Tuesday, June 7, 2022

The Online Streaming Act (Bill C-11) claims to level the playing field … but for whom?

The Online Streaming Act (Bill C-11) claims to level the playing field … but for whom? Nawshaba Ahmed and I ask, in our piece published in The Conversation.

 See also my comments to the Heritage committee on algorithmic recommendations and C-11.

Wednesday, June 1, 2022

Comments to the House of Commons Standing Committee on Canadian Heritage on Bill C-11

44th Parliament, 1st Session
Tuesday, May 31, 2022, 6:30 p.m. to 8:30 p.m.
Watch on ParlVu

My name is Sara Bannerman (she/her). I’m a Canada Research Chair in Communication Policy and Governance at McMaster University.

Today I will focus on discoverability and algorithmic bias. 

Governments around the are working on measures to ensure that algorithms are accountable.

There is a common misconception that streaming platforms’ recommend what the user wants to see.

Platforms show us what they want to show us. They show us what will keep us watching ads, purchasing advertised products, contributing data, and subscribing.

Platforms are not neutral.  They serve their business interests. As well, there are three types of bias I am concerned about. These biases can affect both users and content providers. 

First, there could be bias if algorithms are used to select content for carriage on a streaming service--

  • predicting how many viewers the content will attract. 
  • A poor algorithmic showing could sink a content provider’s chances of being shown.
Second, there can be bias in the recommendation algorithms that users use to discover content.
  • Recommenders often display popularity bias, recommending what’s popular and concentrating users’ viewing on a smaller catalog of content.
    • This can be unfair to artists in the “long tail” and to users who like something other than popular content.
    • It could be unfair to Canadian content—including user-generated content,

Third, users’ own biases can be amplified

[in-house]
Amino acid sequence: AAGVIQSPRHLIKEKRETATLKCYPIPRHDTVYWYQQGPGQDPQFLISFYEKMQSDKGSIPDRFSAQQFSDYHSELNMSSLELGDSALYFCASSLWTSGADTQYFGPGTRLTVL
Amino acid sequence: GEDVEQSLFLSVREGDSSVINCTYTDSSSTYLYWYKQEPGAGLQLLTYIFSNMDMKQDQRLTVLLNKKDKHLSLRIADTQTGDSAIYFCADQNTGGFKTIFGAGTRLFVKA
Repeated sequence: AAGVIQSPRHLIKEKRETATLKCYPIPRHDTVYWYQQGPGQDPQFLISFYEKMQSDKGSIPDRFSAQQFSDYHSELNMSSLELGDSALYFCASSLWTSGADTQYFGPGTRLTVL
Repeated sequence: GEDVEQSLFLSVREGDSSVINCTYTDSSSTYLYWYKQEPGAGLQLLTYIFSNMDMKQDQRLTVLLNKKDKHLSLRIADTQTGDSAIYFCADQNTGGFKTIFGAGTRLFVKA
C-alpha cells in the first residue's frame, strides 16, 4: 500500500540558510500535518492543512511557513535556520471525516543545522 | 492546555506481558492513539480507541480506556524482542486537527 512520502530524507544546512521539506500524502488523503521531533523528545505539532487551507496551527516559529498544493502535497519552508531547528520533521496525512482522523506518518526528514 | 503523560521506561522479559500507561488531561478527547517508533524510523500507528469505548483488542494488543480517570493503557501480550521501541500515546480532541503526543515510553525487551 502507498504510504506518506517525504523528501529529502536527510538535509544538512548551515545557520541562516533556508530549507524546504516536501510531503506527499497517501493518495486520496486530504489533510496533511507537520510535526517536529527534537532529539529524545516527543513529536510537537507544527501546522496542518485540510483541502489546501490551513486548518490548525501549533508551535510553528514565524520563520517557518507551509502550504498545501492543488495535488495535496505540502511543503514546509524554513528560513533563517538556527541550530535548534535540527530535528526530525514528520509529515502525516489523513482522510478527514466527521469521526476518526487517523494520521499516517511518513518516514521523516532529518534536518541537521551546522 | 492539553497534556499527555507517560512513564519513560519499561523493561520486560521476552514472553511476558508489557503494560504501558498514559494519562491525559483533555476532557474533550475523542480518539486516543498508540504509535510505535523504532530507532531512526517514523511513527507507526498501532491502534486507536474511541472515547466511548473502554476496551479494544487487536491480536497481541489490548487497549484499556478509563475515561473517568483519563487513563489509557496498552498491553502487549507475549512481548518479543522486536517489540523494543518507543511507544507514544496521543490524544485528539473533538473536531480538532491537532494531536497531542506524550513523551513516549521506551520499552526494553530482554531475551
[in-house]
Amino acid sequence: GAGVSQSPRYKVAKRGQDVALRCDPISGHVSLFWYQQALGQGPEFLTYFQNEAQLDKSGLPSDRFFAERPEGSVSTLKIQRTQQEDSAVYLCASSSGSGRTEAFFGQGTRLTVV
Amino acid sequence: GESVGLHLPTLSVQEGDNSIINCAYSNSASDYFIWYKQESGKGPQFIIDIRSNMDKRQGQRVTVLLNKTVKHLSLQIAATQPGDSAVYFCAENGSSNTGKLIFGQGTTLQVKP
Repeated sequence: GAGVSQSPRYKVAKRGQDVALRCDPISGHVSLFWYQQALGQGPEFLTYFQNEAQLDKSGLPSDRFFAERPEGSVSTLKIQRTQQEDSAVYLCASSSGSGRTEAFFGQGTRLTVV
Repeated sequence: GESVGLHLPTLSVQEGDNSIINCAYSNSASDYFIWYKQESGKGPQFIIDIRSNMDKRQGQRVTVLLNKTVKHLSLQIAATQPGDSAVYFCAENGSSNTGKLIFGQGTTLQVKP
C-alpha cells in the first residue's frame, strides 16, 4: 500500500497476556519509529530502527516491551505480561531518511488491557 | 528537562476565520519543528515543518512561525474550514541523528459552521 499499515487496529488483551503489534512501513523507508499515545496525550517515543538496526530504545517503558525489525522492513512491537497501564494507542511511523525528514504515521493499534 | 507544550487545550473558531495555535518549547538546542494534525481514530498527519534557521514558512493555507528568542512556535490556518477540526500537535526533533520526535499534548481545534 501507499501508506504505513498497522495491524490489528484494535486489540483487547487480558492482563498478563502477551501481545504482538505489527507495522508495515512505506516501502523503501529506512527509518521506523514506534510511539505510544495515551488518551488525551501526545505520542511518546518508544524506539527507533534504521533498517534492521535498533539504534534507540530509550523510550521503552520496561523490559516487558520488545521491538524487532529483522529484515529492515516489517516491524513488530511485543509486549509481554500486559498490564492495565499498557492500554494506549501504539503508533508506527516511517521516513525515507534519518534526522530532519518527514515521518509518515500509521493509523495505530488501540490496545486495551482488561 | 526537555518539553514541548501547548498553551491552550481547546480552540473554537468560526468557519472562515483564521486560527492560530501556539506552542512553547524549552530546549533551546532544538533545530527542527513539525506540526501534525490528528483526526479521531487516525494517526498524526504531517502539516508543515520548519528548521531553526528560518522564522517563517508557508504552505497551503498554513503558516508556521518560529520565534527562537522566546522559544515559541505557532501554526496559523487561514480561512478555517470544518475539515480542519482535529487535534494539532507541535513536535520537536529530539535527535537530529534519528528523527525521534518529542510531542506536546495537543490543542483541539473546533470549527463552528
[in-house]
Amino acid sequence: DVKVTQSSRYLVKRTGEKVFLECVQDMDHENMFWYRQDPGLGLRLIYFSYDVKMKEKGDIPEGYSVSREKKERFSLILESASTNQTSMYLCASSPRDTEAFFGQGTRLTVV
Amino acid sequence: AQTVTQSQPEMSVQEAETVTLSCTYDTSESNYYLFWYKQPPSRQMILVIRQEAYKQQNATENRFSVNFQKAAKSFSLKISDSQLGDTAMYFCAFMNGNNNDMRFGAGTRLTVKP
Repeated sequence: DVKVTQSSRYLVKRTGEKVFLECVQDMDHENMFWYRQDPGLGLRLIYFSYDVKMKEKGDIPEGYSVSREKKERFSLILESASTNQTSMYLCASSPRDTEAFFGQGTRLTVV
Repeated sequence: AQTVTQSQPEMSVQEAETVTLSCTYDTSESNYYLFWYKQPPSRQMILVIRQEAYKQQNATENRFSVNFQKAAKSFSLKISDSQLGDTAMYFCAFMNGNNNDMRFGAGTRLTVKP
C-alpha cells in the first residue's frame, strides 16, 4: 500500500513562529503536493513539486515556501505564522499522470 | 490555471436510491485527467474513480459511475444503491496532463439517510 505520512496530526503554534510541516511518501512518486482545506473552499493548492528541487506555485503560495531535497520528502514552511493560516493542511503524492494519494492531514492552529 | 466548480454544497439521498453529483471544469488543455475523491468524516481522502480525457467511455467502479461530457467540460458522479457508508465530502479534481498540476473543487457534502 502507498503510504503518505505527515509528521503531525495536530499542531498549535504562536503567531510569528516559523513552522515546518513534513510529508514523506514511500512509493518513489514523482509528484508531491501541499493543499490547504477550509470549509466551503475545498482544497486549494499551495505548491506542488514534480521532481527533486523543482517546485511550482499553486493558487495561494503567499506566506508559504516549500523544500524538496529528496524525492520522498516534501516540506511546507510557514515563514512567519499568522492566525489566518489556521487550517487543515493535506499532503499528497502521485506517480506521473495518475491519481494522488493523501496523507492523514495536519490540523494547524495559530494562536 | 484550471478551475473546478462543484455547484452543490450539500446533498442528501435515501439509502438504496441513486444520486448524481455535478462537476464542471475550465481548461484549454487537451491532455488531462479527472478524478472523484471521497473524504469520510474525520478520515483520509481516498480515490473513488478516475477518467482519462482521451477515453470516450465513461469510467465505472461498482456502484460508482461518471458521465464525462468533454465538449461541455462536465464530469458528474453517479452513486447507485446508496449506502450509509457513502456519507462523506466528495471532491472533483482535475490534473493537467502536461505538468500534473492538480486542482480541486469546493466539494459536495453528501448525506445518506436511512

• Beyond users’ biases towards or against Canadian content, if some users have a gender bias, for example, this could be amplified in the recommendations that respond to past viewing habits.
  • Such biases can form a feedback loop that can spread throughout the system.

The research in this area is only recently developing.

CRTC intervention in the algorithms raises many difficult problems.  It may not be the first, most likely, or best answer to them.  The CRTC has said, today, it does not want to play that role. But the Commission could play a role in bringing such problems to light.

There are concerns that requiring discoverability would infringe on freedom of expression.
Streaming services’ user interfaces and recommendations may be forms of expression, and, if so, regulatory interventions could constitute a limit on that expression.
There are legitimate concerns that promoting some content could mean demoting other content, among other concerns.
Sometimes limits on expression are justified, but they must be justified.
To understand whether any justification exists, or even just to understand, we need data.

It may be that the best role for the CRTC will be to monitor and call attention to problems, not just with the discoverability of Canadian content, but also with recommender biases relating to other Canadian values, so that civil society and others can intervene.
The CRTC can only do that if it has data.

The provisions on information-provision and information disclosure in the bill are important to the study and examination of discoverability algorithms and data, and to the CRTC’s potential work with outside organizations on this matter. 

It may be necessary to require platforms to collect certain data to permit these examinations to happen.
  • The general powers section of the Bill could include (under n and o) the phrase “collection and provision”
  • The general powers section of the Bill could name information on discoverability as information the Commission can demand.
I strongly disagree with proposals that would allow a company to prevent the disclosure of information in section 25.3.[1]

The Canadian broadcasting system has often served dominant groups.
It has also been open to change and improvement based the work of civil society and others.

We need to ensure that the discoverability mechanisms of online streaming platforms are also open to critique and change through public transparency, debate, and data. 

Thank you.

[1] See Appendix for details


Amendments to C-11, for consideration

 9 (1) (n) the collection and provision to the Commission […]

9 (1) (o) the collection and provision to the Commission […]

9 (1) (o) (v) information related to discoverability; and [NEW]

Comments on Netflix’s Proposed amendments to Bill C-10, for consideration

I object to Netflix’s proposed amendments to Bill C-10 section 25.3, which could equally be proposed to be applied to C-11.

If their proposed 25.3 (4 and 5) (a) (a.1) is adopted (I do not support this), it should read “must not knowingly be publicly disclosed or made available […].” This would permit the CRTC working privately with groups to examine discoverability mechanisms and other matters.